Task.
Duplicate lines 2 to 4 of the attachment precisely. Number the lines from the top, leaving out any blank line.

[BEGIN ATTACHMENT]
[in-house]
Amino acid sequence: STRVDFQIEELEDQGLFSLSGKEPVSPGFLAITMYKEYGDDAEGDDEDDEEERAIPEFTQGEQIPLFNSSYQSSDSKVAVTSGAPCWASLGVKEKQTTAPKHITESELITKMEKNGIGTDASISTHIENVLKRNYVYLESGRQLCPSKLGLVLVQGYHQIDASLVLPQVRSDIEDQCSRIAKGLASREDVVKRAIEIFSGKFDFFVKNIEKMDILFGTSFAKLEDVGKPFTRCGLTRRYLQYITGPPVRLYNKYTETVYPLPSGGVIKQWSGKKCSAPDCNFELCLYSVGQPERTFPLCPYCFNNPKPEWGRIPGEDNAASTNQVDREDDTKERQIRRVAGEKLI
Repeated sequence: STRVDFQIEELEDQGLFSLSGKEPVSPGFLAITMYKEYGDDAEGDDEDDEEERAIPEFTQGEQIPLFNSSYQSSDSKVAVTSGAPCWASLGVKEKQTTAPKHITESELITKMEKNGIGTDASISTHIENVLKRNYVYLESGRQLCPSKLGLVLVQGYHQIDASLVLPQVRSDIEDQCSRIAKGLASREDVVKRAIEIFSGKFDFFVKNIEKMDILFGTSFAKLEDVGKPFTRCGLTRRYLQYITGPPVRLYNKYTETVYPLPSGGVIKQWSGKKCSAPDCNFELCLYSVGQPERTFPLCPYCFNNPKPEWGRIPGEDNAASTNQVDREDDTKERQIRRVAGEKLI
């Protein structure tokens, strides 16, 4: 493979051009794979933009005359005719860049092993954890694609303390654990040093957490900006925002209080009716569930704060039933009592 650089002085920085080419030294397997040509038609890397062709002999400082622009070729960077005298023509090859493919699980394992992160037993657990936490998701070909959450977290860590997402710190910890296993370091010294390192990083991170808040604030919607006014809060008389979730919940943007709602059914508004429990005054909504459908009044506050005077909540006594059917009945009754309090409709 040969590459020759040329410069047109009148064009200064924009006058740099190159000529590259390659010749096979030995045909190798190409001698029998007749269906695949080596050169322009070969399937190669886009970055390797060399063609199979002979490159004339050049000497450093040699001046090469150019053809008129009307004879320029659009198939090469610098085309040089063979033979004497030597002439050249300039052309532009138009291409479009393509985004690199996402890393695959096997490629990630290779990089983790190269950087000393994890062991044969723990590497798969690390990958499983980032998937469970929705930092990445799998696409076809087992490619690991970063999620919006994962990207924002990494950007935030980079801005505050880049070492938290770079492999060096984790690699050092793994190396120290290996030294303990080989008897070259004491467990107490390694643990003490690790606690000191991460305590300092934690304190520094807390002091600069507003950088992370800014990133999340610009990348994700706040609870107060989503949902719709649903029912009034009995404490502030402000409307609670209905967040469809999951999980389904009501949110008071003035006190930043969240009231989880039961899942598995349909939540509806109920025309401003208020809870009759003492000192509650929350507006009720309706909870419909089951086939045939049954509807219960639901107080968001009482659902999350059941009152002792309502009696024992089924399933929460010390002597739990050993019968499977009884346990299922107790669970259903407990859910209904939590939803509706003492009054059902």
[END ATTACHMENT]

Amino acid sequence: STRVDFQIEELEDQGLFSLSGKEPVSPGFLAITMYKEYGDDAEGDDEDDEEERAIPEFTQGEQIPLFNSSYQSSDSKVAVTSGAPCWASLGVKEKQTTAPKHITESELITKMEKNGIGTDASISTHIENVLKRNYVYLESGRQLCPSKLGLVLVQGYHQIDASLVLPQVRSDIEDQCSRIAKGLASREDVVKRAIEIFSGKFDFFVKNIEKMDILFGTSFAKLEDVGKPFTRCGLTRRYLQYITGPPVRLYNKYTETVYPLPSGGVIKQWSGKKCSAPDCNFELCLYSVGQPERTFPLCPYCFNNPKPEWGRIPGEDNAASTNQVDREDDTKERQIRRVAGEKLI
Repeated sequence: STRVDFQIEELEDQGLFSLSGKEPVSPGFLAITMYKEYGDDAEGDDEDDEEERAIPEFTQGEQIPLFNSSYQSSDSKVAVTSGAPCWASLGVKEKQTTAPKHITESELITKMEKNGIGTDASISTHIENVLKRNYVYLESGRQLCPSKLGLVLVQGYHQIDASLVLPQVRSDIEDQCSRIAKGLASREDVVKRAIEIFSGKFDFFVKNIEKMDILFGTSFAKLEDVGKPFTRCGLTRRYLQYITGPPVRLYNKYTETVYPLPSGGVIKQWSGKKCSAPDCNFELCLYSVGQPERTFPLCPYCFNNPKPEWGRIPGEDNAASTNQVDREDDTKERQIRRVAGEKLI
């Protein structure tokens, strides 16, 4: 493979051009794979933009005359005719860049092993954890694609303390654990040093957490900006925002209080009716569930704060039933009592 650089002085920085080419030294397997040509038609890397062709002999400082622009070729960077005298023509090859493919699980394992992160037993657990936490998701070909959450977290860590997402710190910890296993370091010294390192990083991170808040604030919607006014809060008389979730919940943007709602059914508004429990005054909504459908009044506050005077909540006594059917009945009754309090409709 040969590459020759040329410069047109009148064009200064924009006058740099190159000529590259390659010749096979030995045909190798190409001698029998007749269906695949080596050169322009070969399937190669886009970055390797060399063609199979002979490159004339050049000497450093040699001046090469150019053809008129009307004879320029659009198939090469610098085309040089063979033979004497030597002439050249300039052309532009138009291409479009393509985004690199996402890393695959096997490629990630290779990089983790190269950087000393994890062991044969723990590497798969690390990958499983980032998937469970929705930092990445799998696409076809087992490619690991970063999620919006994962990207924002990494950007935030980079801005505050880049070492938290770079492999060096984790690699050092793994190396120290290996030294303990080989008897070259004491467990107490390694643990003490690790606690000191991460305590300092934690304190520094807390002091600069507003950088992370800014990133999340610009990348994700706040609870107060989503949902719709649903029912009034009995404490502030402000409307609670209905967040469809999951999980389904009501949110008071003035006190930043969240009231989880039961899942598995349909939540509806109920025309401003208020809870009759003492000192509650929350507006009720309706909870419909089951086939045939049954509807219960639901107080968001009482659902999350059941009152002792309502009696024992089924399933929460010390002597739990050993019968499977009884346990299922107790669970259903407990859910209904939590939803509706003492009054059902």